Now that autumn is settling in, you’ll need to pay closer attention to your extremities aka the poor dehydrated skin that’s exposed to the wind, the cold, and other unpleasant elements. Take your hands for example – how do they feel right now? If you’ve answered ‘sandpaper’ instead of ‘smooth and comfortable’, you’ve got some moisturising to do!
We’ve put together a quick selection of our favourite natural hand creams to keep your paws and the tip of your nose soft and smooth through the colder weather. Read on if your hands are in need of some rescue!
We are big fans of olive oil and going by the amount we consume daily, we should be virtually free of bad cholesterol and enjoy a long cardiovascular disease-free life. And another reason our bottle of olive oil never lasts long is because we sneak it in some of our weekly skin pampering as well…
Choosing eco-friendly / all natural / toxic-chemical-free products is a big step in the right direction as far as greening your life is concerned. But it is still a relatively small part of the bigger picture – the largest impact we can have is by changing our behaviours and habits.
Practically Green has a really good article on switching to all natural body lotion: why it’s good for you, a quick list of ingredients to avoid, and how to make the switch. Continue reading
Having a bath is a great way to take a break and relax – and depending on what you put in the bath, your skin can absorb some trace minerals from pure sea salt or rich nutrients from natural plant oils. Continue reading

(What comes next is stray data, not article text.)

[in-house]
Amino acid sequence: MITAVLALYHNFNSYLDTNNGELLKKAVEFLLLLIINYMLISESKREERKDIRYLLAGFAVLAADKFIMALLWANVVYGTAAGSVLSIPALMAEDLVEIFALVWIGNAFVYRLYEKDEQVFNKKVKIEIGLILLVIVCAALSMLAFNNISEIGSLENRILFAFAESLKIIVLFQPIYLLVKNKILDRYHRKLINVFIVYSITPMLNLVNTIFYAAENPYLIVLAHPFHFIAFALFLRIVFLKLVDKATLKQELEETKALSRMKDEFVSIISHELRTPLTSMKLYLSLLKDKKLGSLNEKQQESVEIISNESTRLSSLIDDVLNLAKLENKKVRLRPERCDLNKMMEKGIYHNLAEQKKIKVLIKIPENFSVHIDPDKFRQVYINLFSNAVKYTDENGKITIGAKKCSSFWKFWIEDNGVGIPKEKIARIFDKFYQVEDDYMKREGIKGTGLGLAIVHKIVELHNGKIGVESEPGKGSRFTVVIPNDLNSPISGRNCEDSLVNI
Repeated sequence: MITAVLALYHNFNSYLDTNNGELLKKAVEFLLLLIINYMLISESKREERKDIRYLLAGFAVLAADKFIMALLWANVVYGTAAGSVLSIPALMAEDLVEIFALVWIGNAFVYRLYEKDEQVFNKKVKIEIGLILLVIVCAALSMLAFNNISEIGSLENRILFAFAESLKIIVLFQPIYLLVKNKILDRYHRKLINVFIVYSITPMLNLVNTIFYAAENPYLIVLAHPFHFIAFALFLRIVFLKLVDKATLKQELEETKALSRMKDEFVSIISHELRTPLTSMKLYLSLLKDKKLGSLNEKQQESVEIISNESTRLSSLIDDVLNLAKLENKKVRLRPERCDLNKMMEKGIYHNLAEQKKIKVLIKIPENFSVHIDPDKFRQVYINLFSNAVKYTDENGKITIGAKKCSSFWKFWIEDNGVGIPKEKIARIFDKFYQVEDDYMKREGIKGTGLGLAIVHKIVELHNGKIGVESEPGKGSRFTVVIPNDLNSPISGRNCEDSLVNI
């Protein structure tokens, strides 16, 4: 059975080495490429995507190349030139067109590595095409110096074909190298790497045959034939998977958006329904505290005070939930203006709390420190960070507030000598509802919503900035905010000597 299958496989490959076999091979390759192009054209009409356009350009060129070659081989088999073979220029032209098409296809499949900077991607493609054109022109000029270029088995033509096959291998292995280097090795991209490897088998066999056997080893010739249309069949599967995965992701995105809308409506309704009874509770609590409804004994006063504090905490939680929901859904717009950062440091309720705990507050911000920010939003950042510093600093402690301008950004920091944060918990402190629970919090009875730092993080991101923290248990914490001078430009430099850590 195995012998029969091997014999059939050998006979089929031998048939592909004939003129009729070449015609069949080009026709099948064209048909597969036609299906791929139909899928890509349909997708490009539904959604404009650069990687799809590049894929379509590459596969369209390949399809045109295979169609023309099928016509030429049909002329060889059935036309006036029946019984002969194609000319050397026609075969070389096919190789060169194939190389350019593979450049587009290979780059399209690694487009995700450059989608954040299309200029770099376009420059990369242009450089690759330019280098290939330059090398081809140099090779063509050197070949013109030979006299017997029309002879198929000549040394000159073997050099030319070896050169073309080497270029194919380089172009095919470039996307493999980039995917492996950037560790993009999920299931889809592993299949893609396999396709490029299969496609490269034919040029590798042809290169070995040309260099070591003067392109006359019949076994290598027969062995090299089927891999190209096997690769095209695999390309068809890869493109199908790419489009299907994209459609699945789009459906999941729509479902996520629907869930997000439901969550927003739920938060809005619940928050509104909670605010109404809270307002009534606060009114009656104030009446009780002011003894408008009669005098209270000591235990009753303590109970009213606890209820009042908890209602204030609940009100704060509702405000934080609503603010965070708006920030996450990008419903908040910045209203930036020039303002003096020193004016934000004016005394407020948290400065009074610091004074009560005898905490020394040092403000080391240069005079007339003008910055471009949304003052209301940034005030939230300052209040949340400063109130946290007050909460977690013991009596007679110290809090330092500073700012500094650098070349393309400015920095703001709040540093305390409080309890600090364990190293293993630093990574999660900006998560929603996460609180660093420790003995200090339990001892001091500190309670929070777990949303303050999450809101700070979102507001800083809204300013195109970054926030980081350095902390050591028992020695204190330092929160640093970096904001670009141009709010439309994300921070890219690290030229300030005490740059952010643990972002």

Lips don’t always get the attention they deserve in terms of exfoliation. Pity, because it takes so little time to banish flakiness and keep them soft and smooth! Continue reading
Olive oil is not just delicious – it is indeed very healthy. It has been recognised as one of the healthiest sources of good fats and can help protect the body against coronary disease and ultimately even increase life expectancy*. The Better Health Channel recommends switching to olive oil as the primary source of dietary fat and points to countries where the Mediterranean Diet is prevalent and instances of cardiovascular disease and certain types of cancer are low as good evidence to support olive oil’s healthfulness.
Research has confirmed the link between a high consumption of olive oil and a decrease in bad cholesterol and cardiovascular disease. The benefits of olive oil include protecting our cells’ DNA against free radical damage*, anti-inflammatory properties and a positive lowering effect on blood sugar and blood pressure**.
Olive oil is not only a kitchen staple but a trusted traditional remedy for heartburn, constipation, blocked ears and earaches. Taking one tablespoon internally on an empty stomach can also help with digestion.
The different grades of olive oil:
If possible, try to buy an extra virgin or a virgin olive oil: the olives are always cold-pressed and the oil they yield is of a higher quality and has better nutritional value and flavour. The resulting oil should be dark yellow or greenish in colour, which is a sign of quality.
Pure, light and extra light olive oils are extracted and refined with the help of heat and chemicals: their nutritional value is much diminished and a small amount of virgin olive oil even has to be added to restore some flavour at the end of the refining process. Give them a miss!
Olive oil is also an excellent skin moisturiser – Talinga Grove and Botáni olive skin care are testament to this. More on this later! For now, try cooking with olive oil daily or serve it on the side with fresh bread at the dinner table. Even better if you can buy your olive oil from a local grower, as it will be fresher and richer in all the good fats and nutrients.
Source *Better Health Channel, **Wikipedia